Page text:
The acronym of the moment, CBD has been touted as a natural remedy for everything from achy feet and anxiety to severe childhood epilepsy. But exactly what does CBD oil do and how? Let’s separate the truth from the hype.
What is CBD?
CBD (short for cannabidiol) is just one of over 100 chemical compounds known as cannabinoids found in a plant that scientists call cannabis (and almost everyone else calls marijuana). Unlike THC, CBD does not produce euphoria or intoxication — i.e. it won’t get you high. There’s a growing body of anecdotal and scientific evidence that CBD does cause other effects, however, like tamping down anxiety and inflammation (hence the sudden interest).
What’s the difference between CBD, marijuana, and hemp?
Hemp and marijuana are part of the same plant family — cannabis — but they’re bred distinctly. Both contain CBD, but hemp contains a very low concentration of THC (.3% or less) whereas marijuana has quite a bit (15-40%).
So are hemp seed oil and CBD oil the same thing?
Not exactly. Hemp seed oil (often labeled as cannabis sativa seed oil) is derived from the seeds of the cannabis plant and does not contain any CBD. The only parts of the cannabis plant that contain CBD are the leaves, flowers, and stalks. To create CBD oil, however, CBD extract (often labeled as hemp extract) is mixed with a carrier oil — like hemp seed oil or coconut. Bottom line: there’s no CBD in hemp seed oil unless it’s been added in.
Is CBD oil even legal?
That depends on two things: How the CBD oil was made, and where you live. The 2018 Farm Bill loosened regulations on CBD by removing hemp-derived products from the list of Schedule 1 drugs, and allowing the cultivation of industrial hemp.
Currently, CBD oil that’s derived from hemp and therefore contains very minimal amounts of THC is technically legal according to the Farm Bill. Other government agencies, including the DEA and FDA, disagree, but they’re not really doing much about it at the moment. The FDA has sent warning letters to companies making misleading health claims with their CBD products, but that’s about it.
CBD oil sourced from marijuana is legal only in states with recreational use laws (that’s Alaska, Colorado, California, Massachusetts, Maine, Oregon, Nevada, Washington, Michigan, Vermont, and DC) or by patients in states with medical marijuana laws (33 states and counting). To see if your CBD product of choice is legal in your state, check out this handy database called CBD Origin.
What are the benefits of CBD oil?
CBD naturally boosts levels of your body’s own endocannabinoid called anandamide, the so-called bliss molecule associated with runner’s high. All that bliss binds to your cannabinoid receptors, located throughout the brain and body, which helps reduce pain, spasms, and inflammation. “Unlike THC, CBD can also bind to your serotonin receptors, which helps regulate sleep and mood, and relieve symptoms of depression and anxiety,” says Michele Ross, Ph.D, author of Vitamin Weed and founder of Infused Health, an online platform for cannabis education and health coaching. CBD is also a historical hack for period-related pain — Queen Victoria’s doctor gave her cannabis for menstrual cramps back in the 19th century.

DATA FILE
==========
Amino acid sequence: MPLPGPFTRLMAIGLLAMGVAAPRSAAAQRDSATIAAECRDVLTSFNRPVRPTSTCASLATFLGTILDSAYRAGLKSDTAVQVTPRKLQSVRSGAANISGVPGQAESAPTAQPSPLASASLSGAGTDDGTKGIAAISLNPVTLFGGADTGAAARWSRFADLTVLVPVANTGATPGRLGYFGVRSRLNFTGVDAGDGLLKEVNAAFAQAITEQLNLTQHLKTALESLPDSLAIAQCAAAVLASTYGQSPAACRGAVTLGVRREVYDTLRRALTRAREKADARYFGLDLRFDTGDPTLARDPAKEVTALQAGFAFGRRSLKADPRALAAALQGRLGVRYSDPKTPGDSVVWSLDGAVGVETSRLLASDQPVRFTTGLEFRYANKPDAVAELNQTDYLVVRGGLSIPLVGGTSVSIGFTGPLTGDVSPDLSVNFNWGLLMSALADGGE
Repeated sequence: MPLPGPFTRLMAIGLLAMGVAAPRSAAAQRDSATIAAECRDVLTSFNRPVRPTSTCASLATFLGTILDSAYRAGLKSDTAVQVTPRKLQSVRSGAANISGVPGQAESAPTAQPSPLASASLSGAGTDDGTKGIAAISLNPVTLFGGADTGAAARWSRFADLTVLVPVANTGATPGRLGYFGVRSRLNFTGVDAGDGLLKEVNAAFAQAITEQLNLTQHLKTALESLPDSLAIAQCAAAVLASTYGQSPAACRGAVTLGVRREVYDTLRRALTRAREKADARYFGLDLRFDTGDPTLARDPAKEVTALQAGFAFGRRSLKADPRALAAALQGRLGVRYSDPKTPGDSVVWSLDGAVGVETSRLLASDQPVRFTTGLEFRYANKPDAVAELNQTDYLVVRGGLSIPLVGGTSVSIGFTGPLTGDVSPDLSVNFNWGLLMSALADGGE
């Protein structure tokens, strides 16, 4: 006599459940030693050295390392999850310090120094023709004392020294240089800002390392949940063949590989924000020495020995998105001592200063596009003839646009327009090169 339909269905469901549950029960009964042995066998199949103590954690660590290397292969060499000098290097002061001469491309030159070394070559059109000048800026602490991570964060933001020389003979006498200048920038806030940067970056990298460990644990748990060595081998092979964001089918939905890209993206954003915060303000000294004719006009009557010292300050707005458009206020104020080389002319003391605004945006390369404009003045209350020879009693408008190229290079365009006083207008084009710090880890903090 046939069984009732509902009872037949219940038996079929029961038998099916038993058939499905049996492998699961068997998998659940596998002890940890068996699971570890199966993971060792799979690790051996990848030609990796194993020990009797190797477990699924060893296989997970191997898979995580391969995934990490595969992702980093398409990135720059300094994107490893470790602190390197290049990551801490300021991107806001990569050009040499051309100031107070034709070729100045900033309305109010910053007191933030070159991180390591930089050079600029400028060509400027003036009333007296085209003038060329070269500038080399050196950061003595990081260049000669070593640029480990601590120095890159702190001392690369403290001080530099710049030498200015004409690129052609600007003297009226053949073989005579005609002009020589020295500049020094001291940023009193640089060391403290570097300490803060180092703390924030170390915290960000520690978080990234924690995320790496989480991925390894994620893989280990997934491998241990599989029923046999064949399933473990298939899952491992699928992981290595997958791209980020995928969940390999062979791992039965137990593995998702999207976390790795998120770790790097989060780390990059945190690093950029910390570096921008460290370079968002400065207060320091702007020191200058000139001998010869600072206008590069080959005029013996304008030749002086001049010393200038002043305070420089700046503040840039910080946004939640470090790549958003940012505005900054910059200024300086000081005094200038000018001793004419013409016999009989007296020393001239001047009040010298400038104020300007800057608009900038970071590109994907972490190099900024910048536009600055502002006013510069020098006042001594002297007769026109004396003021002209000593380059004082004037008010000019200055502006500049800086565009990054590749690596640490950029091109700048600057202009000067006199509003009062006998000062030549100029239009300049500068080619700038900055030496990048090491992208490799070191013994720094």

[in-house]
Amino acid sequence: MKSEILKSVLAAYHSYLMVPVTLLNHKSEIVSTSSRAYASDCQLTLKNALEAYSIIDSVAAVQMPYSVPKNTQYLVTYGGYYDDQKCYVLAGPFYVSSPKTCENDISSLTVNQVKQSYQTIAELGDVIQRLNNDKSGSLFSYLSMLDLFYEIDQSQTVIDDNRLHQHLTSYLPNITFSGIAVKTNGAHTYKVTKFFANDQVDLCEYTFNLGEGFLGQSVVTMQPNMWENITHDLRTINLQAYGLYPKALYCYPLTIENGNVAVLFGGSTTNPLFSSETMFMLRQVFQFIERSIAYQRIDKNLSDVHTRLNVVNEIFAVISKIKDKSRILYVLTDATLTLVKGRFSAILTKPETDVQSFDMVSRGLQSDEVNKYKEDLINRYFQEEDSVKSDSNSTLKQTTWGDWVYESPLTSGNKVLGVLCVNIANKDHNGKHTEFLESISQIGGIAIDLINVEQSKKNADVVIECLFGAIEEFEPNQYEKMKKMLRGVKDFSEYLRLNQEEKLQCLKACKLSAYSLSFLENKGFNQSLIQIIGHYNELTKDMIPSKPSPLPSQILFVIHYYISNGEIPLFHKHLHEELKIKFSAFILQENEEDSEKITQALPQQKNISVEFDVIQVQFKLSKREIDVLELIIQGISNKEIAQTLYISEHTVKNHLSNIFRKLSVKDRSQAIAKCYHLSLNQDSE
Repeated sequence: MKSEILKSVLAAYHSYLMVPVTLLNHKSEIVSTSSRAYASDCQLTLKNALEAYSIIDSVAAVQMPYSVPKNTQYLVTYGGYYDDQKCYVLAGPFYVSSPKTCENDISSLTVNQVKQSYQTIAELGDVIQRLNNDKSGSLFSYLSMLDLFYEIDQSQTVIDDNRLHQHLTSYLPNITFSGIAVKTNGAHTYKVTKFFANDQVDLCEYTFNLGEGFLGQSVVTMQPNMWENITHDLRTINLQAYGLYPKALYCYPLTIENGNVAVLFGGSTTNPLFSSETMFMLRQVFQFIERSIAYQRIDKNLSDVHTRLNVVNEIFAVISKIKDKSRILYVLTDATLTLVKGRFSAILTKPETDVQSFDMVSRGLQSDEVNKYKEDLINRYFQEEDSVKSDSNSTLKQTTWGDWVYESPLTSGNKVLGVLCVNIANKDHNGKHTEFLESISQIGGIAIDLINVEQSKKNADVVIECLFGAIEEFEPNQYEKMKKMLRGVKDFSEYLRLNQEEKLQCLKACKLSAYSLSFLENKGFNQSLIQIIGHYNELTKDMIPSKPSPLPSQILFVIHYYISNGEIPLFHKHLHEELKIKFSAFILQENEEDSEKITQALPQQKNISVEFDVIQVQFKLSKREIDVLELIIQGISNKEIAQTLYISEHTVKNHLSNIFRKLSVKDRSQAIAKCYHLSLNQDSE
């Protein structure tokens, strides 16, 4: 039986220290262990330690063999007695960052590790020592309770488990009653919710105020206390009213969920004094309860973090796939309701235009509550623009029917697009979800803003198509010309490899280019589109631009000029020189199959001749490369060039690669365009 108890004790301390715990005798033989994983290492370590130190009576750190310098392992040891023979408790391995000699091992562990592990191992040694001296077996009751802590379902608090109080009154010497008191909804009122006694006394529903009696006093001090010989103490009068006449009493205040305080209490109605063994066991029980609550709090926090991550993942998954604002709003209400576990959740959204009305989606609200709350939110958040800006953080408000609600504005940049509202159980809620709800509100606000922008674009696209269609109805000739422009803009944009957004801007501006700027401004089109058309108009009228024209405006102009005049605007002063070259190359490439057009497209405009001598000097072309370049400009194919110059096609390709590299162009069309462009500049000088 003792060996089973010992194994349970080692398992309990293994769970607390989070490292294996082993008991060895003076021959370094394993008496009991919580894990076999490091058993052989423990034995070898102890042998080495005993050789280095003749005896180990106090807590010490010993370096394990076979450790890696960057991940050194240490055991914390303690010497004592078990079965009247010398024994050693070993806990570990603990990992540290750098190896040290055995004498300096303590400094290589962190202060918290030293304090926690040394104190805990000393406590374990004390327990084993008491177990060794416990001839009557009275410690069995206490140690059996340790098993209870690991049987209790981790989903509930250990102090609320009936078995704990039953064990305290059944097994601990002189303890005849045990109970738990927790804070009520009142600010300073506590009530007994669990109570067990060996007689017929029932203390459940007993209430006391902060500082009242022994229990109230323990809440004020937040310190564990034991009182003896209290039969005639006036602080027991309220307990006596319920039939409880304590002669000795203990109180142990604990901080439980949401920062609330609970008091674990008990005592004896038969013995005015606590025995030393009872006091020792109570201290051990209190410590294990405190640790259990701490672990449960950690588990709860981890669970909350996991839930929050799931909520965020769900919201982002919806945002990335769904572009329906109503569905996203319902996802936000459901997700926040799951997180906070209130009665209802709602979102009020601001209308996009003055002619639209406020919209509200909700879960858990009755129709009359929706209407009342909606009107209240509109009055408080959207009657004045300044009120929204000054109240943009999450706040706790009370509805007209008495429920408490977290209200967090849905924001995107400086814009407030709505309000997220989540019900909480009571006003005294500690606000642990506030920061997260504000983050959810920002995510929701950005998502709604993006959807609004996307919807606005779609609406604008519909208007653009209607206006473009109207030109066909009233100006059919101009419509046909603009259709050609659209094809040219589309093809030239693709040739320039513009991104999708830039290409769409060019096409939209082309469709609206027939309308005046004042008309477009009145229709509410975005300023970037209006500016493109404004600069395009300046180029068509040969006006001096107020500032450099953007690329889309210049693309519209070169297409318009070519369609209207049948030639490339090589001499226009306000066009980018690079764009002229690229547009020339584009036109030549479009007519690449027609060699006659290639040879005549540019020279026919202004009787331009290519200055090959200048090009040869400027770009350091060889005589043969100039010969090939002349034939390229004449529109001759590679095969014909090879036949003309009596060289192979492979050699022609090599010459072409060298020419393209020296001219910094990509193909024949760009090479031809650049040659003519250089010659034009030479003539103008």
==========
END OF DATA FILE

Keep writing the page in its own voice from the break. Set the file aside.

As restrictions on cannabis continue to lift, expect more research to emerge. Though the science is still in the early stages, there has been promising data on the benefits of CBD oil for mental health issues like anxiety and PTSD, as well as all types of physical ones: acne, psoriasis, inflammation, gut problems, neurological conditions like Alzheimer’s disease, Parkinson’s disease, and epilepsy.
What should you look for when buying CBD oil?
CBD is either full-spectrum — extracted with all the other cannabinoids from whole cannabis plants, or a CBD isolate — an extraction of only CBD. While CBD isolates are the most legally unproblematic, many experts believe in “the entourage effect” — that whole-plant, full-spectrum CBD is more effective when activated by the plant’s other cannabinoids.
Then there’s the question of how much CBD you’re getting. Since the FDA hasn’t really tackled oversight, mislabeling of CBD products is rampant. Recent Penn Medicine research showed that almost 70% of CBD products available online mislabeled their CBD content, inflating the concentration of CBD. Choose products from reputable companies, preferably those that have been third-party verified. In addition, opt for CBD that’s grown on organic farms (manufacturers can’t claim their product is certified organic, but they can tout if it comes from an organic farm), and that’s obtained using CO2 (carbon dioxide) extraction. It’s by far the safest method, as other processes involve using toxic solvents like butane and hexane, which can leave residue behind in the final product. If any of this information isn’t readily available on a product’s website or packaging, simply ask: many brands are happy to share for transparency’s sake. And if they’re not, you’re better off buying elsewhere.